• Local housing markets tend to have smaller data sets and are more affected by the mix of what sells. They can have a powerful affect on local moods but are often written by marketing departments as public relations pieces for trade groups and firms with a vested interest in the results and how it affects the bottom line.
  • Internet is an important delivery mechanism for real estate stats, but are often less thought out than traditional sources because many producers of this information don’t have direct real estate experience, but rather have online experience from other industries. This isn’t necessarily a bad thing, because bad habits and bias may not be developed but often, inappropriate uses of month over month stats exagerate certain market conditions.

Pitfalls and/or spins betrays most sources:

  • New home sales – Government stat quality is suspect and not necessarily unbiased. You just have to take a look at the widely quoted housing stats like New Home Sales from the US Commerce Department [pdf]. You just have to read an excerpt from the October release to see what I mean: This is 3.2 percent (±11.2%)* below the revised September rate of 1,037,000, and is 25.4 percent (±10.0%) below the October 2005 estimate of 1,346,000.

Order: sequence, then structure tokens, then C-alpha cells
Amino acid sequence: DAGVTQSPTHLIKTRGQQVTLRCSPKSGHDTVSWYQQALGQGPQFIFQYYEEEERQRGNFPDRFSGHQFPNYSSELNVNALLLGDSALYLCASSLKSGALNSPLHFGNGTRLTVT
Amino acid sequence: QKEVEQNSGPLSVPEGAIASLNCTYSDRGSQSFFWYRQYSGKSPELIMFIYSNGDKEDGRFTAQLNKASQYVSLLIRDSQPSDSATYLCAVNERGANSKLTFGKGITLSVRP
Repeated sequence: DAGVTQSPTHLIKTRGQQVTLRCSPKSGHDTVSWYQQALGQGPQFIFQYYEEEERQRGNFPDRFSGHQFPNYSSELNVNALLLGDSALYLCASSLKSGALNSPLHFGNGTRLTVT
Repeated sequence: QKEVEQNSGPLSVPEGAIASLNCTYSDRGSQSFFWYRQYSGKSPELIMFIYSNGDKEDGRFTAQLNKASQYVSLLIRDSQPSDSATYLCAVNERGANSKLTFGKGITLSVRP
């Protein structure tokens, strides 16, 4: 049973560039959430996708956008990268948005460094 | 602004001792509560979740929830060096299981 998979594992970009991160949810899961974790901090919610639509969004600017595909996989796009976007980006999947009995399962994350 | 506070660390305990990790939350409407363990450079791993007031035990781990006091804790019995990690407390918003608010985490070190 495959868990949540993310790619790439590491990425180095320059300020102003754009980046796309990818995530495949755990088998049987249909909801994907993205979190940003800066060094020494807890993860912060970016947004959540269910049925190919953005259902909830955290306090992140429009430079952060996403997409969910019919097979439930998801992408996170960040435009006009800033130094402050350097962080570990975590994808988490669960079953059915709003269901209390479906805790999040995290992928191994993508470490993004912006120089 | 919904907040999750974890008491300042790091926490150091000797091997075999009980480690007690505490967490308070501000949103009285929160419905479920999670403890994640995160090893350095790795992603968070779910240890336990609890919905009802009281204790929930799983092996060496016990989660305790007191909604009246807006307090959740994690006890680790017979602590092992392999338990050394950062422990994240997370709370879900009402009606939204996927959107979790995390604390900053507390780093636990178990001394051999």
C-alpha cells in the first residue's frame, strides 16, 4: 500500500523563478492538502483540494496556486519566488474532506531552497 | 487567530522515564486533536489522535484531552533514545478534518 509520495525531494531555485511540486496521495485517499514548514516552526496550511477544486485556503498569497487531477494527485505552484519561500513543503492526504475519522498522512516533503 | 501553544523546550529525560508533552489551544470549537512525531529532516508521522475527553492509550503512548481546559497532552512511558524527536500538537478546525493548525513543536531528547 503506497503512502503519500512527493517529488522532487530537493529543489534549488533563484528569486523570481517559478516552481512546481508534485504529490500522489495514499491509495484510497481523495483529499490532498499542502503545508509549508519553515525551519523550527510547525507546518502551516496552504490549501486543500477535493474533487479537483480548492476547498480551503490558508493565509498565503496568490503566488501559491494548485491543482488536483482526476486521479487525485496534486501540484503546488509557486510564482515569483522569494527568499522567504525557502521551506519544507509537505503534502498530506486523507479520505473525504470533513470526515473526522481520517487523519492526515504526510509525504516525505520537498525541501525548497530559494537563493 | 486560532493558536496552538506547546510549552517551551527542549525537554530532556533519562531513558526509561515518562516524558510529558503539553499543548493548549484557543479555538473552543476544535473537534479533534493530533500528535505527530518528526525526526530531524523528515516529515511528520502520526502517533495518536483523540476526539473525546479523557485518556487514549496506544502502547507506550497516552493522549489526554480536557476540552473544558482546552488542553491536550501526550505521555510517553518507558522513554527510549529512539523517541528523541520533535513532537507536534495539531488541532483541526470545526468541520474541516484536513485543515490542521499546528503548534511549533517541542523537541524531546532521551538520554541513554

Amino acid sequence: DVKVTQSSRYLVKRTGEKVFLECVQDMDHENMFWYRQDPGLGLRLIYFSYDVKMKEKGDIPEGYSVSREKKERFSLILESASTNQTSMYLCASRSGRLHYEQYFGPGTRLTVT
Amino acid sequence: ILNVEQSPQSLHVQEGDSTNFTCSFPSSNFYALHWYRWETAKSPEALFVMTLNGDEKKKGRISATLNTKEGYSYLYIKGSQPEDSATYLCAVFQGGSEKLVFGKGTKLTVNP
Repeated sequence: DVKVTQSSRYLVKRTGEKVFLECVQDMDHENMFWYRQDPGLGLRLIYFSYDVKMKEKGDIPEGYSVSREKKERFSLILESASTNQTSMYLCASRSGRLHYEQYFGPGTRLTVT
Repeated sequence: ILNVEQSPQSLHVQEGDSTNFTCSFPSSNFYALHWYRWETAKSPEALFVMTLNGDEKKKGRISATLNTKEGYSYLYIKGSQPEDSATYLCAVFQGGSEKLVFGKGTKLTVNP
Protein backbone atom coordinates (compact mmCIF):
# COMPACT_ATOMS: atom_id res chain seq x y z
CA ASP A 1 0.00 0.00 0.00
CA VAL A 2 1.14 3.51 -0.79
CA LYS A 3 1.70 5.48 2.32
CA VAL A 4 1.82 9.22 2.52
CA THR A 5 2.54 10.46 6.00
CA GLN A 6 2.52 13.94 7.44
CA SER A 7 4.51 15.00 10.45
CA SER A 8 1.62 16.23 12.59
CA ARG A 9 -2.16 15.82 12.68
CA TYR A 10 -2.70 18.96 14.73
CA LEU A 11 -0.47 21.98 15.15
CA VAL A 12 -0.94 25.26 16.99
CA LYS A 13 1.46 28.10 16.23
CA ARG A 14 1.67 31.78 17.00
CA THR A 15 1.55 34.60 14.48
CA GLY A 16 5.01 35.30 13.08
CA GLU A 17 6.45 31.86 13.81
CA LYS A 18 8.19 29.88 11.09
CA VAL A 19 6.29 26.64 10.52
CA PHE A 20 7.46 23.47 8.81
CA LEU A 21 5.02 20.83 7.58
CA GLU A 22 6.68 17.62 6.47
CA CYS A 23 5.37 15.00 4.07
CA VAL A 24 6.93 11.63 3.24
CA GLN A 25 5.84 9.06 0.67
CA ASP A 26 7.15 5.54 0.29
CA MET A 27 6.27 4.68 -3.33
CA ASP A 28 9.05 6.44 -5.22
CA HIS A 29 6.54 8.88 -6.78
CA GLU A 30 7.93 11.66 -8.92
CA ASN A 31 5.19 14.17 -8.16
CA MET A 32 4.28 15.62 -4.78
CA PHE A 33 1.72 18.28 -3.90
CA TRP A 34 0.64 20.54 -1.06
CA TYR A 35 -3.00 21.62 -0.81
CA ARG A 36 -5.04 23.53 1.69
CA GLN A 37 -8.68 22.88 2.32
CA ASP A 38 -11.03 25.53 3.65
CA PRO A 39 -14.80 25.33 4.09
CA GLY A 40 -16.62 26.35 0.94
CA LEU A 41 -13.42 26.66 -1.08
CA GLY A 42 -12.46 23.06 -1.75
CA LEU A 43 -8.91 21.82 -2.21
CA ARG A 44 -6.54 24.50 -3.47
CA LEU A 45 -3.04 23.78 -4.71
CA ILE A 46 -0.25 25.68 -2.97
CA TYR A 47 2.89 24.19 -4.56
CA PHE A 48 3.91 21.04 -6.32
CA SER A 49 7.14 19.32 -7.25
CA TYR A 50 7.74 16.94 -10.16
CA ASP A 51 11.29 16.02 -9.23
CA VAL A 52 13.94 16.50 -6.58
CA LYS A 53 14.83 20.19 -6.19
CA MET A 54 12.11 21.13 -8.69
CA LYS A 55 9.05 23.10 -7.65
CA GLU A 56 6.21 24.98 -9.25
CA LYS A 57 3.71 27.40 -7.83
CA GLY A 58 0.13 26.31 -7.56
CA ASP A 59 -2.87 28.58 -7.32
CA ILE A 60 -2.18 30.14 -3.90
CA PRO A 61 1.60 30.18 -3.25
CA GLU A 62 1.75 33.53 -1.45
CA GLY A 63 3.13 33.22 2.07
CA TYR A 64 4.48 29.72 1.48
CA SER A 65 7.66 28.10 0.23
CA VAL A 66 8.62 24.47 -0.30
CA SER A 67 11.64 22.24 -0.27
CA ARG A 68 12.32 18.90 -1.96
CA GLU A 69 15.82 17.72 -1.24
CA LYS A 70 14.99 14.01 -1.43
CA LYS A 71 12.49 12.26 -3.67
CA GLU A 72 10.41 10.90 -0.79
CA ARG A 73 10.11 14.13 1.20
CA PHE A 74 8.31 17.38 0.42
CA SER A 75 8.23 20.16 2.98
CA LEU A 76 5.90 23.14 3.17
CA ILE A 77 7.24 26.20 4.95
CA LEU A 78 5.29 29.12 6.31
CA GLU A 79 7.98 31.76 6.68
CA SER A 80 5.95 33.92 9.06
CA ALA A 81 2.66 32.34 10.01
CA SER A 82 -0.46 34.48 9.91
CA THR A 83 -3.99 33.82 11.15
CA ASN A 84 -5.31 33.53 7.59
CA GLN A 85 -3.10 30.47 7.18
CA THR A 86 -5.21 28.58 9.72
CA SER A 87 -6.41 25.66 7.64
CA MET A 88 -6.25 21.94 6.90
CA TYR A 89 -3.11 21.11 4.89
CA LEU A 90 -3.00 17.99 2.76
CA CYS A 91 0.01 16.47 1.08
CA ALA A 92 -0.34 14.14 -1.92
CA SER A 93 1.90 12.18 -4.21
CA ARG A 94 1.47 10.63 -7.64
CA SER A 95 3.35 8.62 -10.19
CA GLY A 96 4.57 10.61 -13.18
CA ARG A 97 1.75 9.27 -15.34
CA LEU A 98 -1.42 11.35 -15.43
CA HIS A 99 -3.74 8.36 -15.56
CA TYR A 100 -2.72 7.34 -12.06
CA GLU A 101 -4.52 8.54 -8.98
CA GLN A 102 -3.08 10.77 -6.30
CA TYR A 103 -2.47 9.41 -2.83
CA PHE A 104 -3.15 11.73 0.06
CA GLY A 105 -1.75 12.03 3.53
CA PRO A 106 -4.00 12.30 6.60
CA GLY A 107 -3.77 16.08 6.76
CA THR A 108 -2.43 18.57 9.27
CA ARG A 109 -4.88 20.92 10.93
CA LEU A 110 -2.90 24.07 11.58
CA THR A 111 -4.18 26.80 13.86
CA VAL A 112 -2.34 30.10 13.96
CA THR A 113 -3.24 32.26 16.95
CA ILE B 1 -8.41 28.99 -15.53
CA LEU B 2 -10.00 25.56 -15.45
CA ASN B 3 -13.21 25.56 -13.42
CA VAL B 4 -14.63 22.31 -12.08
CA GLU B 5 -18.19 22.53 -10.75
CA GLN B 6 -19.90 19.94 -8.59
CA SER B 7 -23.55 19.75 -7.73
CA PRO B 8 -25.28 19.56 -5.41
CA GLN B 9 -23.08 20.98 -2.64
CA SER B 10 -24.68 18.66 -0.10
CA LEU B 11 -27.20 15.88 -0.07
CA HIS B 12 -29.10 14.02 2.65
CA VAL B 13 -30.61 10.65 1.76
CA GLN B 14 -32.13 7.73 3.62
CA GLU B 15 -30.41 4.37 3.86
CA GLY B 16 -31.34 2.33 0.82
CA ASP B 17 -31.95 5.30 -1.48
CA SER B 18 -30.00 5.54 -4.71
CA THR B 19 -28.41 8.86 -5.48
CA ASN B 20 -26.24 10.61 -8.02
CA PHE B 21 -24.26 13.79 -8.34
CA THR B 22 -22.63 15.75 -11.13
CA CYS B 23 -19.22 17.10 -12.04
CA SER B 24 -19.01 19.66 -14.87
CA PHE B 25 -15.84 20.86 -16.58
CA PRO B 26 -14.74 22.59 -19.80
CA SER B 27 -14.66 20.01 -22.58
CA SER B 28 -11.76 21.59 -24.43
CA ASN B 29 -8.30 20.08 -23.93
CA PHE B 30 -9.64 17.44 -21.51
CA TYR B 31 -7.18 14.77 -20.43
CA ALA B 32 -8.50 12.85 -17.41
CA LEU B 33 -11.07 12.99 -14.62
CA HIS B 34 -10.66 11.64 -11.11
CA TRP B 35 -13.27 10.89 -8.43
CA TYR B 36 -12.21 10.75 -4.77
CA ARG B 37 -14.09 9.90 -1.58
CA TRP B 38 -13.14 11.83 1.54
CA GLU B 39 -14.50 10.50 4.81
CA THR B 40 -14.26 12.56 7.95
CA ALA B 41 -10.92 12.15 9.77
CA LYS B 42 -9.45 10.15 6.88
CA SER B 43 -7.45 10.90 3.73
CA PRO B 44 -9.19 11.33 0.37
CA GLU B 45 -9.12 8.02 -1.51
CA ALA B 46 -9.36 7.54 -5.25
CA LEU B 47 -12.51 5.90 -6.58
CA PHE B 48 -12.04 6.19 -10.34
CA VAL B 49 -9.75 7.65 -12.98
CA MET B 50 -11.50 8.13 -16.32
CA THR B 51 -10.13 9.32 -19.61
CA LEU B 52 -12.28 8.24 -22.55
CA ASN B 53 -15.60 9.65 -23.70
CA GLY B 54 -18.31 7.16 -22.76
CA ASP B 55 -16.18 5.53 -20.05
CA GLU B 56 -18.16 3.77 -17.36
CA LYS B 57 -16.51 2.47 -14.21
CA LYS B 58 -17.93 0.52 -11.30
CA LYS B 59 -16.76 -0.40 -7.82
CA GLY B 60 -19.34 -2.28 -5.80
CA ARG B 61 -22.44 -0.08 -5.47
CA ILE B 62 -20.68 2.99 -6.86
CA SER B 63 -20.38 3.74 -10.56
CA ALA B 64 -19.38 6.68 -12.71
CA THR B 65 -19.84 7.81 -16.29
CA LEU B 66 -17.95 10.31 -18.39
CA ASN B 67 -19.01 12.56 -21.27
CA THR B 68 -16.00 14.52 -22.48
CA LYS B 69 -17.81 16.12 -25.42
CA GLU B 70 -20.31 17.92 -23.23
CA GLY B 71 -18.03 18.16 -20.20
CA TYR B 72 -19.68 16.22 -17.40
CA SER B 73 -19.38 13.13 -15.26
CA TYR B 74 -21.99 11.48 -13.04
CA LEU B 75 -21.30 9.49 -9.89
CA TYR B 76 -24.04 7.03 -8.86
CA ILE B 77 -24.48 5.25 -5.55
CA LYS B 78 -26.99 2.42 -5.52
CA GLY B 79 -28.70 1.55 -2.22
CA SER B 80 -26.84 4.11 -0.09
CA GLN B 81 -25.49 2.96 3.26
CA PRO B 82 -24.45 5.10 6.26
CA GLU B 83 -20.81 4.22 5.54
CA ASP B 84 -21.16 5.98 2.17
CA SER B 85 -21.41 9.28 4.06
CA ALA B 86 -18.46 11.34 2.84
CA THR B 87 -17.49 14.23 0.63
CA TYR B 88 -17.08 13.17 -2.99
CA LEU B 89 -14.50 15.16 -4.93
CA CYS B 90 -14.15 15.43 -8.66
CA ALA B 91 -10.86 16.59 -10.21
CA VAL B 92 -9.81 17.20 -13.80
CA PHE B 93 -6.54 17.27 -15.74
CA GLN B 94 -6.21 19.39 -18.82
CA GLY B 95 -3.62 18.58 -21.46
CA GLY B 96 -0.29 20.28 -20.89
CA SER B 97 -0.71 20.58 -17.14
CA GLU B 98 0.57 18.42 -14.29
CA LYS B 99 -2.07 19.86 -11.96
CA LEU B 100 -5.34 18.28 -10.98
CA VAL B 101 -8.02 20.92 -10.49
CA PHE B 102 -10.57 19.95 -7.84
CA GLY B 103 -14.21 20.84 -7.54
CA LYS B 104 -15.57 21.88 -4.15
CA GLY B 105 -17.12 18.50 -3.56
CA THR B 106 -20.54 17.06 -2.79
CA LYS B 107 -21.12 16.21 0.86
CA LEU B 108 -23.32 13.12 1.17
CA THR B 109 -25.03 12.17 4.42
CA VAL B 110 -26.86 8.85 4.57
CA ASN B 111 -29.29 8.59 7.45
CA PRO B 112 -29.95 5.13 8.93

• Median sales price (National Association of Realtors) – There is an emphasis on the national numbers in their series of reports on new and existing home sales. They do break up the country into quadrants, but all real estate is local. They have such an opportunity to gain the public trust but usually provide hard spin to the results and are very inconsistent in the commentary from month to month.
  • Sales price index (OFHEO) – The median sales price includes refinance data and excludes sales with non-conforming loans (mortgages greater than $400,000).
  • Housing price index (Chicago Mercantile Exchange) – Robert Shiller’s repeat sale index lags the market by about 4 months and is targeted towards investors, not consumers. Trading volume is growing but is still too small to really provide a sense of market direction.

Since all politics real estate is local, but reporting of larger data sets is easier but less relevant, its very difficult for the consumer of real estate market information to know what, in fact, the truth is.